* (I've noticed this habit as being fairly consistent across media with "near-human" and "god-like" characters, where any gendering, ESPECIALLY of "female-aligned" ones, gets fiercely questioned and symbolic "spaying" liberally applied. Not at all surprisingly, maleness is NEVER questioned to the same extent, because "male is default" and this is just taken for granted. But in those cases where it is questioned, overcorrection to something being sexless or hermaphroditic rapidly proceeds. This is incredibly bizarre considering the gods of yore were explicitly gendered, even when they engaged in gender-bender antics. I wish I knew what weird quirk of modern psychology was responsible for this rejection of our memetic roots.)

the Angels have no concept of gender

Gender would be something that the Angels "feel", and with them being so secretive and much about Angel mechanics being a black box, there's no information to make a declaration one way or another.

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Re: Shamshel's Gender

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Postby DarkBluePhoenix » Wed May 09, 2018 9:47 pm

View Original PostReichu wrote:It's not paradoxical. I was quite specific: they exist outside that paradigm because they've been engineered for a specific purpose. A species is a poorly defined biological concept, but in tetrapods, a species generally refers to a pool of individuals with compatible gametes, who also tend to reproduce with one another "naturally" (that is, without human interference). An artificial god created to terraform and populate planets does not factor into the concept; it's not applicable.

Well, then perhaps they use asexual reproduction, which would still render the "are they males or females" paradigm moot, but also allow for greater genetic diversity in the first generation of produced offspring, allowing the species to propagate normally through sexual reproduction. Also, if it is such a poorly defined biological concept that even experts have trouble fully defining, then how can you omit the Seeds from your argument? Species and their definition are constantly changing, so even generalities would leave too narrow a space to fill with such a broad spectral definition. Asexual or hermaphroditic species do exist in our world, so if the Seeds fit into one of those categories, then it would go to support they are species made for the sole purpose of seeding worlds with life, but are a species none the less.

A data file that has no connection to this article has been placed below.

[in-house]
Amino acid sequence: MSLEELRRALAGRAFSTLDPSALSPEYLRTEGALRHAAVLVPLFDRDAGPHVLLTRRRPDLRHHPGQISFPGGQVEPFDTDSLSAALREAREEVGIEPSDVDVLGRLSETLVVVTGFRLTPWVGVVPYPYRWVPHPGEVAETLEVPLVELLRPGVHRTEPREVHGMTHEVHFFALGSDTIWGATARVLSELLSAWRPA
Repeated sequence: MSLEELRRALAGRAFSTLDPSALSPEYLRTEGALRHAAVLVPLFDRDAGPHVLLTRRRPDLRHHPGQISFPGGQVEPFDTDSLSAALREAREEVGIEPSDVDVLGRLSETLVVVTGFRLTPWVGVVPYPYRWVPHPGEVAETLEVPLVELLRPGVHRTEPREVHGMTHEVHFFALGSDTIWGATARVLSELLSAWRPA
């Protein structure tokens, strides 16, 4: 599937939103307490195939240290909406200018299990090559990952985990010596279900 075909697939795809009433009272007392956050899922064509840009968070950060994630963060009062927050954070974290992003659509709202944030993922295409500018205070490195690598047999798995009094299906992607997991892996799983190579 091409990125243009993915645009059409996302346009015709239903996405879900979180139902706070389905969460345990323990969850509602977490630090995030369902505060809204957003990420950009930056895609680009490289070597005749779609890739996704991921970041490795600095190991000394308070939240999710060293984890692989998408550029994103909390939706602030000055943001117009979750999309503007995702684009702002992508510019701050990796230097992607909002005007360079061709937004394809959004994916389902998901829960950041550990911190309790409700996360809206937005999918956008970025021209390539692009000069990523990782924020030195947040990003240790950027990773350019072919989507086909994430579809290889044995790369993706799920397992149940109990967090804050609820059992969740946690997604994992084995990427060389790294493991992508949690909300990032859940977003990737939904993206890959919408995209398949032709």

Testies and ovaries both half our genomes and combine them... and the internal tubing issue would be avoided with asexual reproduction, which as we see the little feet coming off of Lilith's stumps, and how Unit-01 was grown directly from her, this could have been how the Lillin themselves were created in the beginning.

Also, many almost all weapons are phallic objects, so the spears being the Seed's male counterpart seems more coincidental or symbolic than anything specific related to the Seed's sex. I also saw Kaworu as an accident caused by Second Impact, because as we see in the show Adam's body was separated from its soul, which inhabited the vessel we knew as Kaworu. Kaowru could have been created as an aftereffect of all the energy released from Second Impact, or was an experiment to bring someone back that went wrong, similar to how Rei was created "by accident"

View Original PostReichu wrote:Is it really overanalysis to work with a detail provided explicitly by the show? We're told that Adam and Lilith are human beings. Treating them as completely alien for [insert reason here] could just as easily be treated as a form of overanalysis. It's always felt that way to me, certainly.

When was this stated? What I recall from the show is the 99.89% figure that the Angels were similar to the EVAs, which was the same genetic similarity the EVAs had to humans. Could you please post the appropriate quote(s)? A

View Original PostReichu wrote:I've noticed this habit as being fairly consistent across media with "near-human" and "god-like" characters, where any gendering, ESPECIALLY of "female-aligned" ones, gets fiercely questioned and symbolic "spaying" liberally applied. Not at all surprisingly, maleness is NEVER questioned to the same extent, because "male is default" and this is just taken for granted. But in those cases where it is questioned, overcorrection to something being sexless or hermaphroditic rapidly proceeds. This is incredibly bizarre considering the gods of yore were explicitly gendered, even when they engaged in gender-bender antics. I wish I knew what weird quirk of modern psychology was responsible for this rejection of our memetic roots